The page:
What is the Pelvic Floor?
The pelvic floor is a group of muscles and tissues that support your organs, support urine and stool movement, and impact sexual function. Throughout pregnancy and birth, the pelvic floor goes through a number of changes. The muscles can tighten and loosen, the tissue lengthens and the function of the pelvic floor can be compromised through the pressure it undergoes. After birth, changes in your pelvic floor may lead to complications with sex, urination, pain and discomfort. Whether you have a vaginal or cesarean birth, a pelvic floor therapist can be helpful in healing. Both tissue damage around the vagina and cesarean incisions can create complications for women.
Related: Postpartum Resource Planner
Why pelvic floor therapy?
If your shoulder or knee went through as much physical trauma as your pelvic floor does, you would likely receive a referral for physical therapy. It is totally normal to need to “retrain” your pelvic floor after the weight of bearing and birthing a child.
This is even standard care in some parts of the world. According to this article in HuffPost, For decades, the French government has subsidized “perineal re-education,” i.e., physiotherapy that helps strengthen a new mother’s pelvic floor.“This is a kind of physical therapy designed to retrain the muscles of the pelvic floor, including the vagina, and is one of the cornerstones of French postnatal care,” she (French mother and writer, Claire Lundberg) wrote.
For mothers in the US and many other countries, pelvic floor therapy is not standard care and we are often left to hear about it from a friend, a blog, etc. and find our own way. However, it is important to be able to gain confidence and comfort in the pelvic floor after birth. Some women go years without giving the pelvic floor attention and healing and then deal with things like pelvic floor prolapse even 10 years after birth or incontinence for years. While things like peeing while jumping or painful sex may be common, these are not normal and you don’t have to live with it forever. Pelvic floor therapy is designed to help you through these issues.
How to Find a Pelvic Floor Therapist
When looking for a pelvic floor therapist there are a few things you want to consider.
Do you need your therapist to take insurance or will you use private pay?
What days and hours are you able to attend an appointment?
What do you need to feel comfortable at this type of appointment (gender, personality of therapist)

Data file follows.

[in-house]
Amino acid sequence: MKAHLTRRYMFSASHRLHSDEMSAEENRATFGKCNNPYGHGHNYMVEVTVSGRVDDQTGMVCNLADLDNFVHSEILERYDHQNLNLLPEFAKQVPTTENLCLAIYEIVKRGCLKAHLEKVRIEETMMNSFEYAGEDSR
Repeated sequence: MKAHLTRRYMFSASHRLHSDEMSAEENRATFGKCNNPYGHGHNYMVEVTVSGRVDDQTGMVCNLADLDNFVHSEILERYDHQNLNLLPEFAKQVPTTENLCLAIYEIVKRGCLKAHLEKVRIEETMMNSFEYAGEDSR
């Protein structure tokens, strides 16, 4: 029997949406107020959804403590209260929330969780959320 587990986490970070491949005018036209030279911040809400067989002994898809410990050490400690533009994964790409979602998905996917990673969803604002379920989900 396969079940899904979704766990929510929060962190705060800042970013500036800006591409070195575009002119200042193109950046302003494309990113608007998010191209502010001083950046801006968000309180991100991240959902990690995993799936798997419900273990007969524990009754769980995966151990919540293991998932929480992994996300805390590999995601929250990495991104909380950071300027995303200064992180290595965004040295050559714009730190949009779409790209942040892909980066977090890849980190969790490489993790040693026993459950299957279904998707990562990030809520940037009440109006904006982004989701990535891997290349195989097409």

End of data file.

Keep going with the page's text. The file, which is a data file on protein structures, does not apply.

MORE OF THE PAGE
Where to Look for Pelvic Floor Therapist
Maybe you already know a pelvic floor therapist or have a friend who can give you a recommendation, but if you’re starting from square one, let me help you out a bit!
I found that there are a few “databases” online where you can put in your location and look for a provider. Unfortunately, I found the results to be very limited both in number of results and ability to filter and find specialties. Pelvicguru.com and pelvicrehab.com turned up better results, but still felt quite limited.
You can try a Google search in your area. Example: Women’s Pelvic Floor Therapist Columbus, Ohio. This will likely bring up both individual therapists and offices that provide this service. Once you find options, take a look at the website and look at their services, specialties and/or staff to see if there is mention of pelvic floor and/or women’s health.
Sometimes the best information you can get is from finding recommendations from others. If you’re area has a local moms Facebook group, this can be a great place to ask for recommendations. You can also follow the #pelvicmafia on Twitter or Instagram for posts from and regarding pelvic floor specialists.
Your OB/Midwife/PCP Referrals
If you’re experiencing symptoms that lead you to seek out pelvic floor therapy, you can talk about these symptoms to your medical provider. This may be your OB/Midwife and/or your primary care provider. Many providers are not trained in pelvic floor and therefore may not have answers, but you can directly ask them to write you a referral for pelvic floor therapy.
*Note I have had some clients share that they were told there pain/discomfort/worry was “normal” and were not written a referral. Know that there is no degree to which you need to experience these things to warrant pelvic floor therapy. Remember, this is standard care in some areas of the world. If your provider doesn’t believe you need it, but you do, go with your gut and seek out a therapist.
Normalizing Pelvic Floor Therapy
While many parts of the world still do not see pelvic floor therapy as standard postpartum care, many women are speaking up about the importance of this healing. It can be awkward to talk about painful sex, peeing yourself, feeling heavy “down there” and other things that come with pelvic floor complications, but the more we speak up for ourselves and speak with one another, the less awkward it becomes and the more women know they don’t have to suffer with those issues forever.
Many providers and women see birth as the goal in a pregnant woman’s health, but truly the goal should be a supported and healed mother to take care of her new baby.